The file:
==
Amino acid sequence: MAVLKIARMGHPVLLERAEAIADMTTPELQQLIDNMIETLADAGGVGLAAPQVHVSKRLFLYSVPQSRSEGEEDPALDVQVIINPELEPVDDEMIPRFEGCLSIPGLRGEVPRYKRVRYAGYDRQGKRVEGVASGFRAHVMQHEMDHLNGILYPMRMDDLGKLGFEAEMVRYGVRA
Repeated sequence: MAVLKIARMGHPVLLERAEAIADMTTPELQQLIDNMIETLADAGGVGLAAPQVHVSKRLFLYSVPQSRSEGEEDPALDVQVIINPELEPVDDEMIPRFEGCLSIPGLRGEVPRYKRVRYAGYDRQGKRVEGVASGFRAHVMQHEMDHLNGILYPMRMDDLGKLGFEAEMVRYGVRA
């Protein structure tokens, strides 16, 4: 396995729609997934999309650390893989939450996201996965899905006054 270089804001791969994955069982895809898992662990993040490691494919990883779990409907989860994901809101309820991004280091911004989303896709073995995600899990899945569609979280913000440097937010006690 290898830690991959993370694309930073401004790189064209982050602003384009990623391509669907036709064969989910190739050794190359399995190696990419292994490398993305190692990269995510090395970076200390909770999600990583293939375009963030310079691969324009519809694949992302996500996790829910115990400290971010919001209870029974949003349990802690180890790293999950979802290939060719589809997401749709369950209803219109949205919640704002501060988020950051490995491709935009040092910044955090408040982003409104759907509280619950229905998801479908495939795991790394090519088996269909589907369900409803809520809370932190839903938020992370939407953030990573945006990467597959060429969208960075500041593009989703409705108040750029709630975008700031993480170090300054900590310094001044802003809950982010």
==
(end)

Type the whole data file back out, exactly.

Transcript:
Amino acid sequence: MAVLKIARMGHPVLLERAEAIADMTTPELQQLIDNMIETLADAGGVGLAAPQVHVSKRLFLYSVPQSRSEGEEDPALDVQVIINPELEPVDDEMIPRFEGCLSIPGLRGEVPRYKRVRYAGYDRQGKRVEGVASGFRAHVMQHEMDHLNGILYPMRMDDLGKLGFEAEMVRYGVRA
Repeated sequence: MAVLKIARMGHPVLLERAEAIADMTTPELQQLIDNMIETLADAGGVGLAAPQVHVSKRLFLYSVPQSRSEGEEDPALDVQVIINPELEPVDDEMIPRFEGCLSIPGLRGEVPRYKRVRYAGYDRQGKRVEGVASGFRAHVMQHEMDHLNGILYPMRMDDLGKLGFEAEMVRYGVRA
């Protein structure tokens, strides 16, 4: 396995729609997934999309650390893989939450996201996965899905006054 270089804001791969994955069982895809898992662990993040490691494919990883779990409907989860994901809101309820991004280091911004989303896709073995995600899990899945569609979280913000440097937010006690 290898830690991959993370694309930073401004790189064209982050602003384009990623391509669907036709064969989910190739050794190359399995190696990419292994490398993305190692990269995510090395970076200390909770999600990583293939375009963030310079691969324009519809694949992302996500996790829910115990400290971010919001209870029974949003349990802690180890790293999950979802290939060719589809997401749709369950209803219109949205919640704002501060988020950051490995491709935009040092910044955090408040982003409104759907509280619950229905998801479908495939795991790394090519088996269909589907369900409803809520809370932190839903938020992370939407953030990573945006990467597959060429969208960075500041593009989703409705108040750029709630975008700031993480170090300054900590310094001044802003809950982010």